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Enhanced recovery after surgery combined with quantitative rehabilitation training in early rehabilitation after total knee replacement: a randomized controlled trial [with consumer summary]
Jiao S, Feng Z, Huang J, Dai T, Liu R, Meng Q
European Journal of Physical and Rehabilitation Medicine 2024 Feb;60(1):74-83
clinical trial
7/10 [Eligibility criteria: No; Random allocation: Yes; Concealed allocation: Yes; Baseline comparability: Yes; Blind subjects: No; Blind therapists: No; Blind assessors: Yes; Adequate follow-up: Yes; Intention-to-treat analysis: No; Between-group comparisons: Yes; Point estimates and variability: Yes. Note: Eligibility criteria item does not contribute to total score] *This score has been confirmed*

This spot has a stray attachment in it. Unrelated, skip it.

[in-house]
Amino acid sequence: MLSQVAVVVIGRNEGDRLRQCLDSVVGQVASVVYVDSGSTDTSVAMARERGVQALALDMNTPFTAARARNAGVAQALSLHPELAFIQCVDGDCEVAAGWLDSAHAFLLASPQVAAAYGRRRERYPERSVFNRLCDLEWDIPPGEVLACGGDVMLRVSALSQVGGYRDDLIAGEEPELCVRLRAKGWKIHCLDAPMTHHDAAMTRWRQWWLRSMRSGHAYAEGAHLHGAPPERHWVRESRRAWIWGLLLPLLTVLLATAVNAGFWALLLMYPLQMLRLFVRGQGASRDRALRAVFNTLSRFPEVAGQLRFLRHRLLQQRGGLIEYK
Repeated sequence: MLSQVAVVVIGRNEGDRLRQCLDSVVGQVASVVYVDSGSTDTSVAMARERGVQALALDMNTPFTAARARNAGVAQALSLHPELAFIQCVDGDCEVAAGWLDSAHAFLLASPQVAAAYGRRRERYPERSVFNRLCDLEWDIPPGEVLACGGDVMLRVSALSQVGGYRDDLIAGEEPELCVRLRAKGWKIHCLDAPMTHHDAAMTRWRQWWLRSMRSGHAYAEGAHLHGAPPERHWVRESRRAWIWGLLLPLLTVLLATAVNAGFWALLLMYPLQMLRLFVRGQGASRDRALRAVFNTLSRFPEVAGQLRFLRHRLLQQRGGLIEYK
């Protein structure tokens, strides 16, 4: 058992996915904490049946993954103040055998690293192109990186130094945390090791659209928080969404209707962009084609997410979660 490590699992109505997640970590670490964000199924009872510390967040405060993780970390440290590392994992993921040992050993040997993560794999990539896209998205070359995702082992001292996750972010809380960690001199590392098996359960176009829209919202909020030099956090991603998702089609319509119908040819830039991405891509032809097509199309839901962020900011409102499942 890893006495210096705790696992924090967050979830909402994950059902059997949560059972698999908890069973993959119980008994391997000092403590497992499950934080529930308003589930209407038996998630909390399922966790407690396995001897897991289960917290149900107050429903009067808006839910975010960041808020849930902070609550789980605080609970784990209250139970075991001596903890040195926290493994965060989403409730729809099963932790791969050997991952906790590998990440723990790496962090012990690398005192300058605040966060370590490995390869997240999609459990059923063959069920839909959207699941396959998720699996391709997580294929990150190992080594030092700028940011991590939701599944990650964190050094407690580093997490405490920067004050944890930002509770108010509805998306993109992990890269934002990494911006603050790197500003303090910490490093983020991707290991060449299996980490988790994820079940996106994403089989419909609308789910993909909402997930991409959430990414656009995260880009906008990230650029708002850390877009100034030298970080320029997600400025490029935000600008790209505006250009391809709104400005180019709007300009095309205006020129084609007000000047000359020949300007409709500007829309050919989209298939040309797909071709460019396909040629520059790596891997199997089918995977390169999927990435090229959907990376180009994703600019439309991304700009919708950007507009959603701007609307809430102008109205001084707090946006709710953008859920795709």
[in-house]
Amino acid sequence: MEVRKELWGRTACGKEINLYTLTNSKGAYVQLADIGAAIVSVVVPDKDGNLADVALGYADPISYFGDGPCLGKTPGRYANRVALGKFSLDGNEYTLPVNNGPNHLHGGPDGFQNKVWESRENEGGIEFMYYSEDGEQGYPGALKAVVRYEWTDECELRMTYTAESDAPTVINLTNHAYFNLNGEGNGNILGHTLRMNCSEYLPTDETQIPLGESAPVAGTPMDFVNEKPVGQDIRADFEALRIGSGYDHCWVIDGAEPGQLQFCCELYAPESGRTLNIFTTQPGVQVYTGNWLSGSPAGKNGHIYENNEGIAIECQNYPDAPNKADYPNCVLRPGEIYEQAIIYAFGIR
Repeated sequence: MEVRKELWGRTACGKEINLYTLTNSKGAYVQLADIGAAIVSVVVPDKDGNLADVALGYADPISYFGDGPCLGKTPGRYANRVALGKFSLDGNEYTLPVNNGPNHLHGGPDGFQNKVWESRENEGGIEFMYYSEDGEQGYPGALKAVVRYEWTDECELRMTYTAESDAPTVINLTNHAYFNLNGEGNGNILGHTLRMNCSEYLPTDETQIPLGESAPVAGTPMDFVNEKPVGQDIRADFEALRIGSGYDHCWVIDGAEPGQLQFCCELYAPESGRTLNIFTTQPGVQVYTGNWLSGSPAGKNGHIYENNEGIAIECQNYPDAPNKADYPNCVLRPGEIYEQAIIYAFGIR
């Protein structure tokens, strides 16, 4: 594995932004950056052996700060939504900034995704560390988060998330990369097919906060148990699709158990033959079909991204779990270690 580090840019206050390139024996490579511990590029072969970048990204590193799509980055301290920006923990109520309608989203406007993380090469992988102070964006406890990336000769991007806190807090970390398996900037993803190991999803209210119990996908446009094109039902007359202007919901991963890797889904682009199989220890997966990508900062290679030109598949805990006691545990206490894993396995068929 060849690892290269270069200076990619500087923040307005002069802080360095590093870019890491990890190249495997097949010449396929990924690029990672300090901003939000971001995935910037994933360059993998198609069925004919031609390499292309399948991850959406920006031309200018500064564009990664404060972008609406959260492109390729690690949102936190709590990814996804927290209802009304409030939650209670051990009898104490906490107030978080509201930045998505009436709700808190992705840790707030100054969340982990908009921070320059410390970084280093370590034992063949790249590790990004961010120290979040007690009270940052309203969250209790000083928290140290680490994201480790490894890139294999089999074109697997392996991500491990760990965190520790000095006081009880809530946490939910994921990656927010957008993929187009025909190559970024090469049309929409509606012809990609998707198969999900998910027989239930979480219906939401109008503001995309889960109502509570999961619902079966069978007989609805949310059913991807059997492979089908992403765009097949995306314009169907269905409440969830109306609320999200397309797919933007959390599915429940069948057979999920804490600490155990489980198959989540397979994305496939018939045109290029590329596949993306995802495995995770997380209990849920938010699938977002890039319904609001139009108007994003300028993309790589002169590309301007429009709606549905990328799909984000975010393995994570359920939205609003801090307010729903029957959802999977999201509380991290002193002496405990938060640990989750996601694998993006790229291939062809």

BACKGROUND: The number of patients undergoing total knee replacement (TKR) is increasing yearly; however, there is still a relative lack of specific, individualized, and standardized protocols for functional exercise after TKR. Quantitative rehabilitation training was developed to improve the recovery of postoperative joint function, increase patient satisfaction, shorten the length of the hospital stay, improve the quality of life, and promote rapid patient recovery. AIM: We aimed to compare the effectiveness of quantitative rehabilitation training based on the enhanced recovery after surgery (ERAS) concept with conventional rehabilitation training in the early rehabilitation of patients with TKR. DESIGN: This was a single-centre, prospective, randomized controlled trial. SETTING: Inpatient department. POPULATION: Participants were patients who underwent unilateral total knee replacement. METHODS: Based on the ERAS concept, a quantitative rehabilitation training program was developed for the quantitative group, and the control group underwent conventional rehabilitation training. Seventy-eight patients undergoing TKR were randomly divided into two blinded groups: the quantitative rehabilitation group and the conventional rehabilitation group. The analysis was performed according to per-protocol practice. The primary outcome metric was the Hospital for Special Surgery Knee Score (HSS Score), and secondary outcomes included patient satisfaction, Visual Analog Pain Score (VAS), time to get out of bed for the first time after surgery, 6-minute-walk test (6MWT), quality-of-life score (SF-36), and number of days in the hospital. The incidence of postoperative complications was also recorded. RESULTS: There was no significant difference in HSS scores between the two groups before surgery (p = 0.967), but the quantitative rehabilitation training group had significantly higher scores at two weeks (p = 0.031), 3 months (p < 0.01), and 12 months (p < 0.01) after surgery than did the conventional rehabilitation training group, and both groups had higher HSS scores than before surgery. The quantitative training group had significantly higher VAS scores at 24 hours and three days postoperatively than the conventional training group (p < 0.01), while there was no statistical significance at any other time points. The quantitative rehabilitation group had an earlier time to get out of bed for the first time after surgery (p < 0.01), a longer 6MWT distance (p = 0.028), and higher patient satisfaction and quality of life scores (SF-36) (p < 0.01) that did the control group. The number of days in the hospital was lower in the quantitative training group than in the control group (p < 0.001). There was no significant difference in the incidence of postoperative complications between the two groups. CONCLUSIONS: Compared with conventional rehabilitation training, quantitative rehabilitation training based on the ERAS concept was found to be safe and effective and can accelerate the recovery of joint function after surgery, shorten hospitalization time, improve patient satisfaction, and promote rapid recovery.

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